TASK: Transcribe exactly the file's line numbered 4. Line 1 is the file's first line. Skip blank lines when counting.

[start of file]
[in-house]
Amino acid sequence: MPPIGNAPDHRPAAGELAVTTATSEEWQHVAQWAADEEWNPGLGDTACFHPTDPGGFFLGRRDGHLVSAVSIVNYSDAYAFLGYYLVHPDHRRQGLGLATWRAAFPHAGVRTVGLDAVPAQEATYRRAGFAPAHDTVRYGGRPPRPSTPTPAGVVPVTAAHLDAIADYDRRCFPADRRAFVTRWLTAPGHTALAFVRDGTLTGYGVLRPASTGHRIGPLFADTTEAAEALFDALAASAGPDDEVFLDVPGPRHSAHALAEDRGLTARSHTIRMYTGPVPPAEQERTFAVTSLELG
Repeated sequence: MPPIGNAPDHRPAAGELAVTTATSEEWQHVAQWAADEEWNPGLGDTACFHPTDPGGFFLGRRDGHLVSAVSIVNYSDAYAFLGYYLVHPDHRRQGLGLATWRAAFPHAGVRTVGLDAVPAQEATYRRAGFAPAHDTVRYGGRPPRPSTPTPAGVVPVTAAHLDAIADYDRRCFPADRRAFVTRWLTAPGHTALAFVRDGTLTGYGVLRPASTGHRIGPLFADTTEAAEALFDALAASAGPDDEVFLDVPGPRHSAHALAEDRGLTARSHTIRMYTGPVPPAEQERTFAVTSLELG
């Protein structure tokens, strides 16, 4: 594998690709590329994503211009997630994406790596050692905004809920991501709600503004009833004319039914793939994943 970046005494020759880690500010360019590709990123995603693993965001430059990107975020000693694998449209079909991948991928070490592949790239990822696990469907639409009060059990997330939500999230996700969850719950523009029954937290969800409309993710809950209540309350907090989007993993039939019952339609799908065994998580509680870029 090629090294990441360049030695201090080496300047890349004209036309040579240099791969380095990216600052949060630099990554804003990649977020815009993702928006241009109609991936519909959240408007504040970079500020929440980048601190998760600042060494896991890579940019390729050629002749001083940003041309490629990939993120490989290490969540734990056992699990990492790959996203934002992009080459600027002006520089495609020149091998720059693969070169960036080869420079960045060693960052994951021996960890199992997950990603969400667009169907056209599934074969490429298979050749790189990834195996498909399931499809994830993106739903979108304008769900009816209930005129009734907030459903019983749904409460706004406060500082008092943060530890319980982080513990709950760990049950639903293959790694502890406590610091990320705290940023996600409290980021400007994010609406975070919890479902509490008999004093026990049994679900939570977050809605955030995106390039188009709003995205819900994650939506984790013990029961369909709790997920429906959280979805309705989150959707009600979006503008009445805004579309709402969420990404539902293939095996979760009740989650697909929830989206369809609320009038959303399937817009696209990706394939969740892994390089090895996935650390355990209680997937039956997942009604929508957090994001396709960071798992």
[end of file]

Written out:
């Protein structure tokens, strides 16, 4: 594998690709590329994503211009997630994406790596050692905004809920991501709600503004009833004319039914793939994943 970046005494020759880690500010360019590709990123995603693993965001430059990107975020000693694998449209079909991948991928070490592949790239990822696990469907639409009060059990997330939500999230996700969850719950523009029954937290969800409309993710809950209540309350907090989007993993039939019952339609799908065994998580509680870029 090629090294990441360049030695201090080496300047890349004209036309040579240099791969380095990216600052949060630099990554804003990649977020815009993702928006241009109609991936519909959240408007504040970079500020929440980048601190998760600042060494896991890579940019390729050629002749001083940003041309490629990939993120490989290490969540734990056992699990990492790959996203934002992009080459600027002006520089495609020149091998720059693969070169960036080869420079960045060693960052994951021996960890199992997950990603969400667009169907056209599934074969490429298979050749790189990834195996498909399931499809994830993106739903979108304008769900009816209930005129009734907030459903019983749904409460706004406060500082008092943060530890319980982080513990709950760990049950639903293959790694502890406590610091990320705290940023996600409290980021400007994010609406975070919890479902509490008999004093026990049994679900939570977050809605955030995106390039188009709003995205819900994650939506984790013990029961369909709790997920429906959280979805309705989150959707009600979006503008009445805004579309709402969420990404539902293939095996979760009740989650697909929830989206369809609320009038959303399937817009696209990706394939969740892994390089090895996935650390355990209680997937039956997942009604929508957090994001396709960071798992």